Night Bus Dunedin operator Andrew Rutherford with the rock
he says was thrown through the window of his bus while
passengers were on board. Photo by Gerard O'Brien.
A rock hurled through the window of a Dunedin night bus -
while passengers were on board - is the latest sign of
escalating tension between the operator and some city taxi
drivers, it has been claimed.
Andrew Rutherford, of Dunedin, said he had faced ''threats,
intimidation and violence'' since he launch his Night Bus
Dunedin service from the Octagon last month.
One taxi driver had made a throat-slitting gesture, while
another had warned him: ''There's 200 of us and one of you,''
In the most serious incident, a rock smashed through the back
window of Mr Rutherford's bus in High St about 5am last
Some passengers reported seeing the offender ride off on a
scooter, and Mr Rutherford said police had told him the
scooter had been traced to the home of a Dunedin-based taxi
''It could have been manslaughter. It was a rock sailing past
a passenger's head,'' Mr Rutherford said.
Dunedin road policing manager Senior Sergeant Phil McDouall
could not confirm the scooter owner was a taxi driver, but
said an investigation was under way, and cautioned both sides
to operate within the law.
''I know some taxi drivers are a bit annoyed with him, but
he's ... operating a legal service.''
Mr Rutherford, a former Kiwi Shuttle driver, said the Land
Transport Management Amendment Act - introduced last year -
allowed him to operate the ''unscheduled'' service without
registering a route with the Otago Regional Council.
New Zealand Transport Agency staff confirmed Mr Rutherford
held the transport service licence and passenger endorsement
he required to operate his service legally.
Mr Rutherford's service operated from a P5 park in the upper
Octagon - right next to a night-time taxi rank - ferrying
paying passengers from the Octagon to their homes in his
However, he operated only from about midnight to 5am on
Sundays, when queues of people waiting for taxis were
He charged about $3 a km but declined to say how much he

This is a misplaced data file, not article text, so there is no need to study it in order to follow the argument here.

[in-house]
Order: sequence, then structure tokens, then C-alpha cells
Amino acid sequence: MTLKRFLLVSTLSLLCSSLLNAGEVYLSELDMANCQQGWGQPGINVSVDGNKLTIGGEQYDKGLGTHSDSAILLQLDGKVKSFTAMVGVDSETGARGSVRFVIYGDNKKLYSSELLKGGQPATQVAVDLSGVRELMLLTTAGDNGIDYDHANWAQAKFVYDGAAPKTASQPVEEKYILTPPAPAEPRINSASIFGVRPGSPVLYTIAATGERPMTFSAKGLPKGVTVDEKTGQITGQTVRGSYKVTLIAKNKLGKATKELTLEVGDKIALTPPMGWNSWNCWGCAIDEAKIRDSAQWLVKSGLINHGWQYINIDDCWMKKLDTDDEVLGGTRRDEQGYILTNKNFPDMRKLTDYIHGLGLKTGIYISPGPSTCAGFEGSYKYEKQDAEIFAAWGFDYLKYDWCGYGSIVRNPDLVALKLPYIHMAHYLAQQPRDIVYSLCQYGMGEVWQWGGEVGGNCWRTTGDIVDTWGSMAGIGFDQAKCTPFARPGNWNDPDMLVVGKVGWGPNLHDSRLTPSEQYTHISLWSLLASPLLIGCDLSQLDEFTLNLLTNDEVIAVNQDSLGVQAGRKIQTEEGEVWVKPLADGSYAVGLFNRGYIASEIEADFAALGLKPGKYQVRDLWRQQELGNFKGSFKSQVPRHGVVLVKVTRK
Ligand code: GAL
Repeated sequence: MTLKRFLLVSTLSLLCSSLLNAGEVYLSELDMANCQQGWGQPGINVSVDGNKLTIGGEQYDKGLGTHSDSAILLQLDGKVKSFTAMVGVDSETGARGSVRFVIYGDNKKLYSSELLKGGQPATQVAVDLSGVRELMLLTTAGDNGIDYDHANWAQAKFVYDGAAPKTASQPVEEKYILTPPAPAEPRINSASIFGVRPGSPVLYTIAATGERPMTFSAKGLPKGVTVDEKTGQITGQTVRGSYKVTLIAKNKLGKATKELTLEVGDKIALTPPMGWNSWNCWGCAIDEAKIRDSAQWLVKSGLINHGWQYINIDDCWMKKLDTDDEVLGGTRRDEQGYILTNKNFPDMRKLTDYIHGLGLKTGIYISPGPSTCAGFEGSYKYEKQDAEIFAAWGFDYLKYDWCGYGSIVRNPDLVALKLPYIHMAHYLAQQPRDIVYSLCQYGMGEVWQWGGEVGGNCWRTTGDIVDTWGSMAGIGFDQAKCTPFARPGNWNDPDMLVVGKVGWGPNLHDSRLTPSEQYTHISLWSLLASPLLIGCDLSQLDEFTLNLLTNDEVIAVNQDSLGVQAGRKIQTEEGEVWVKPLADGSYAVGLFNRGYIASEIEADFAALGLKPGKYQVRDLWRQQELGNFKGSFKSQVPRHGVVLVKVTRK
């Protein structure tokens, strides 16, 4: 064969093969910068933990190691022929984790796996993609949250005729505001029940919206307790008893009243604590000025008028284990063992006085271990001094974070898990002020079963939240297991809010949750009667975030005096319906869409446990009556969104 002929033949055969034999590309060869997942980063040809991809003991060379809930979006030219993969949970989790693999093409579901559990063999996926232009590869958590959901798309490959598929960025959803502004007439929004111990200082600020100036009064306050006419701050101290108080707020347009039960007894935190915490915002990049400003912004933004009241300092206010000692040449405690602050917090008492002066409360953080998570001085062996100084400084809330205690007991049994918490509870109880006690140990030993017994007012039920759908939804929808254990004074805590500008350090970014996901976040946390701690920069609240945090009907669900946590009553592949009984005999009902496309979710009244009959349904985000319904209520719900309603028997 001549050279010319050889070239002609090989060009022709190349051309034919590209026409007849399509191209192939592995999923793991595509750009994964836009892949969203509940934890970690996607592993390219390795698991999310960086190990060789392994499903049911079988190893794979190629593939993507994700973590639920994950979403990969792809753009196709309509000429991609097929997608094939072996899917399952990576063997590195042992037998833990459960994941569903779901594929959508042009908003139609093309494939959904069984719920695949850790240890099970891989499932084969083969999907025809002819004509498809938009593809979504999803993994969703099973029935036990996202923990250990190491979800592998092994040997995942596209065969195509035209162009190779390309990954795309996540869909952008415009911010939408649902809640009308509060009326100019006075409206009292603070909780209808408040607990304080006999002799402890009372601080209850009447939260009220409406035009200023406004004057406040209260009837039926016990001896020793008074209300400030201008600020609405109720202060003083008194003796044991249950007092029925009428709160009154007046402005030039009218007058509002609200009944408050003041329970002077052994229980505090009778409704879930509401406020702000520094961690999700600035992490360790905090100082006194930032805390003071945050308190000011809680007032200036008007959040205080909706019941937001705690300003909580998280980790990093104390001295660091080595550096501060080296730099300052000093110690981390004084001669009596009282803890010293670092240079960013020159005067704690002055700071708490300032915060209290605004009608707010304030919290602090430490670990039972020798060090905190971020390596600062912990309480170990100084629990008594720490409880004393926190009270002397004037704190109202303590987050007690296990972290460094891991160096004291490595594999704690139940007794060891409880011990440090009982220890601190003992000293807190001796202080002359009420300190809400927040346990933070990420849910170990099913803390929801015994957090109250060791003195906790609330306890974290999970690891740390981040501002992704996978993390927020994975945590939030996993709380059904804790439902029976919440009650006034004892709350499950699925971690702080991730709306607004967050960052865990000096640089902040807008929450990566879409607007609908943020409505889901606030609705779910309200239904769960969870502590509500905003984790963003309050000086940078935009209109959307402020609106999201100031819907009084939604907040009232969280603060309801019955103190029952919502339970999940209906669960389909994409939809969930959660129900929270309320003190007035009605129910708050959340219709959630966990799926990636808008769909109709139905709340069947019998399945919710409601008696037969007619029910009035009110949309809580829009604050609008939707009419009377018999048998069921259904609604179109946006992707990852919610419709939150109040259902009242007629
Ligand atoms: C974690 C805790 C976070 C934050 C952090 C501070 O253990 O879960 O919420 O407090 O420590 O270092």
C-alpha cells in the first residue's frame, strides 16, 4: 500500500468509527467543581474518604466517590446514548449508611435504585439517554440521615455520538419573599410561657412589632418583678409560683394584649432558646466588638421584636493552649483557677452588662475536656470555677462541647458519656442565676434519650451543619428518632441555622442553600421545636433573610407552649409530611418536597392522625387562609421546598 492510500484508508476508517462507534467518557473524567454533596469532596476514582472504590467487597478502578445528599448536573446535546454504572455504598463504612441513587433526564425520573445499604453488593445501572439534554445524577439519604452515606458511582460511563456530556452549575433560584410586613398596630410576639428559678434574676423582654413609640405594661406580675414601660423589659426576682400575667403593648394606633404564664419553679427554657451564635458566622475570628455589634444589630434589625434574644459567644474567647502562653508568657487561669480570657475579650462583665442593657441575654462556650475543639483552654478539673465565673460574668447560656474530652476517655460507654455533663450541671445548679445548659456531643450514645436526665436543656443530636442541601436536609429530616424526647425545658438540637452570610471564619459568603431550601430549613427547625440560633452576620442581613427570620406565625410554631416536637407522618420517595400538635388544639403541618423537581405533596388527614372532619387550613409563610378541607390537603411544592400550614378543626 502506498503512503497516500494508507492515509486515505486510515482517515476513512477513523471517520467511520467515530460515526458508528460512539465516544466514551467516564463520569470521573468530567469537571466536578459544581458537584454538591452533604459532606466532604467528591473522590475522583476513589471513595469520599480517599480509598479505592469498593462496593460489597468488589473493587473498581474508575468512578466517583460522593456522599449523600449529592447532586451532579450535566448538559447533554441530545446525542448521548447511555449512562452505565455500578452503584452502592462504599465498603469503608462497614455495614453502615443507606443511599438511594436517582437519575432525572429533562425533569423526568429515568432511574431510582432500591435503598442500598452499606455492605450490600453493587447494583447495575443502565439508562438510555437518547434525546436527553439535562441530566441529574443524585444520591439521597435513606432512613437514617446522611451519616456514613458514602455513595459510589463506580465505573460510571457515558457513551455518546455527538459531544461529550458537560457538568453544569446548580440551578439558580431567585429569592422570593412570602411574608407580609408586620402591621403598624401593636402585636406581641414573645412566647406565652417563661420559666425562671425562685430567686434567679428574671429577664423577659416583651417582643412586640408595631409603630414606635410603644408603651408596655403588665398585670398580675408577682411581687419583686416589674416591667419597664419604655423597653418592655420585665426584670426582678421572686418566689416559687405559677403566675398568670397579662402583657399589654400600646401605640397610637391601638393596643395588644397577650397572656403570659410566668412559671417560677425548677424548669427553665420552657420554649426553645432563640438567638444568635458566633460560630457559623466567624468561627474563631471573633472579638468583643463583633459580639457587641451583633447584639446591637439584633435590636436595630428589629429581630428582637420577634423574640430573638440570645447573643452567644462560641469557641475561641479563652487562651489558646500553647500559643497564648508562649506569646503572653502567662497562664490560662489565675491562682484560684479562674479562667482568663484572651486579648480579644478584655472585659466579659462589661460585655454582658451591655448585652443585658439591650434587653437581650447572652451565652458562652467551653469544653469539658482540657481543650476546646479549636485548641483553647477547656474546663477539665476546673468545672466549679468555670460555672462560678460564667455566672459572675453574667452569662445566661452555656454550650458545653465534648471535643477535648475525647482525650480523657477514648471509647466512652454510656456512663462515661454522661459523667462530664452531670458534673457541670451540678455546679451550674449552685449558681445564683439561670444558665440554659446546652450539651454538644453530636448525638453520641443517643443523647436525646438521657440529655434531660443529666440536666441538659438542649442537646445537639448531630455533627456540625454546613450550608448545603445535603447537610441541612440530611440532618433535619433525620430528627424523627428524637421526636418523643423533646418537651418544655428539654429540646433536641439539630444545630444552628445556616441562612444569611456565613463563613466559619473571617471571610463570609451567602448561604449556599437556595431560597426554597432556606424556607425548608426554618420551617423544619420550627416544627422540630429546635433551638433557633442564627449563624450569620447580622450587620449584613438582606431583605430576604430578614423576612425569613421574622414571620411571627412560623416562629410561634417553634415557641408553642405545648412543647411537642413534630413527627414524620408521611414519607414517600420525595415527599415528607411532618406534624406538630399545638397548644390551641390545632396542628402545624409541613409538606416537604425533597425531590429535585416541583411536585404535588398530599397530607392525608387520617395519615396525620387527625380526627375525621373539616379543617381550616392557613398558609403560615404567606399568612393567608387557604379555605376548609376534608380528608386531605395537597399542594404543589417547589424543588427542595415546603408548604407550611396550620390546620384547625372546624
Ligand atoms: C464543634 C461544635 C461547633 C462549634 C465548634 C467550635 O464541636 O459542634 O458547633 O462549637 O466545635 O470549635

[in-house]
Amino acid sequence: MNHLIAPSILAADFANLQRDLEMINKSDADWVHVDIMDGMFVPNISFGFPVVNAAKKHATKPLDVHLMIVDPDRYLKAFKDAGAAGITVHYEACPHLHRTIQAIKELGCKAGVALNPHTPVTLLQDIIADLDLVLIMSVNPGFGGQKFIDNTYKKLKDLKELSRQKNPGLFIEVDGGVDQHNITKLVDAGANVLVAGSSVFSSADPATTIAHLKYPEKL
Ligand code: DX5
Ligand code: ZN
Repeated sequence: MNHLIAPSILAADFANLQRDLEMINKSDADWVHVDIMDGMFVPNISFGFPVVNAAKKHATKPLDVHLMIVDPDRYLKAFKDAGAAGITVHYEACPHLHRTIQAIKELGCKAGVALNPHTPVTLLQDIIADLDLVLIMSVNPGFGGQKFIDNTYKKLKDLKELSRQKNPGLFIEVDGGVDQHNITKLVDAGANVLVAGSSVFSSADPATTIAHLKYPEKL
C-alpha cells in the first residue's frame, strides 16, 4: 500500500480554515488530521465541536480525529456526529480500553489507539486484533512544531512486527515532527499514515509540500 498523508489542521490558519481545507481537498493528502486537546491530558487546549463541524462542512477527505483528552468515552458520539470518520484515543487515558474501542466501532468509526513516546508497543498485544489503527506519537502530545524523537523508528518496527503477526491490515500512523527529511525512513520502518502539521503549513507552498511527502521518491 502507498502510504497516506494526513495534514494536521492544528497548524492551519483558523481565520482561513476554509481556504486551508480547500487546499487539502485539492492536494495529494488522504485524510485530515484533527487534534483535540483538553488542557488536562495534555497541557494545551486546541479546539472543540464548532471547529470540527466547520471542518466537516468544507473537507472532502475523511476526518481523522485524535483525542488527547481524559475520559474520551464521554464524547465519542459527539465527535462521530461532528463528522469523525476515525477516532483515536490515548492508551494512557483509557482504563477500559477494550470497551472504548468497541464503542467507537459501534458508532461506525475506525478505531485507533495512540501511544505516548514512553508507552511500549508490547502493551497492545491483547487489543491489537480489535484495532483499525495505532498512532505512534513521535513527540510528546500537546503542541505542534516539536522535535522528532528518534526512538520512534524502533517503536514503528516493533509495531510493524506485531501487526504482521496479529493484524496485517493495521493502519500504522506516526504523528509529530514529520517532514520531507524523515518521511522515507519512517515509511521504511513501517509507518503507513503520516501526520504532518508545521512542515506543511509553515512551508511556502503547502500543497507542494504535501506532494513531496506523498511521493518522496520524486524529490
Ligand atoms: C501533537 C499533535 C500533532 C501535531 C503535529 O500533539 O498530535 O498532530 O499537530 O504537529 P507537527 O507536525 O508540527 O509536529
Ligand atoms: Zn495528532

earned each night.
''It's not a large amount of money.''
However, some taxi drivers were upset Mr Rutherford was also
using their upper Octagon taxi rank, next to the P5 space,
Tensions have been escalating. Taxi drivers had put road
cones out to block access to the P5 space, and used their
taxis to block his bus, Mr Rutherford said.
City United Taxis manager Nicola Darling declined to comment,
saying she was still ''getting to the bottom'' of the
Dunedin Taxis manager Simone Green said her drivers were
annoyed by Mr Rutherford's use of the taxi rank, and she had
referred their concerns to NZTA.
''The fact is it's a massive investment for taxi drivers to
be in the industry ... To have anybody that cuts into that
without any proper jurisdiction just isn't appropriate.''
Complaints from both sides have also prompted Dunedin City
Council senior traffic engineer Ron Minnema to clarify the
The P5 was available for any vehicle but Mr Rutherford's bus
could not use the taxi rank, and he had bus stops available
elsewhere in the Octagon, Mr Minnema said.
Mr Rutherford said he had used the taxi rank when vehicles
parked in the P5 space for ''hours'' at night, without
enforcement action by the council.
Mr Minnema said enforcement occurred on weekends ''from time
to time'' .
Despite that, Mr Rutherford said use of the taxi stand was a
''parking issue'' comparable to a member of the public
overstaying on a timed meter.
''They [taxi drivers] see that area as their territory, and
they're going to want to defend it by whatever means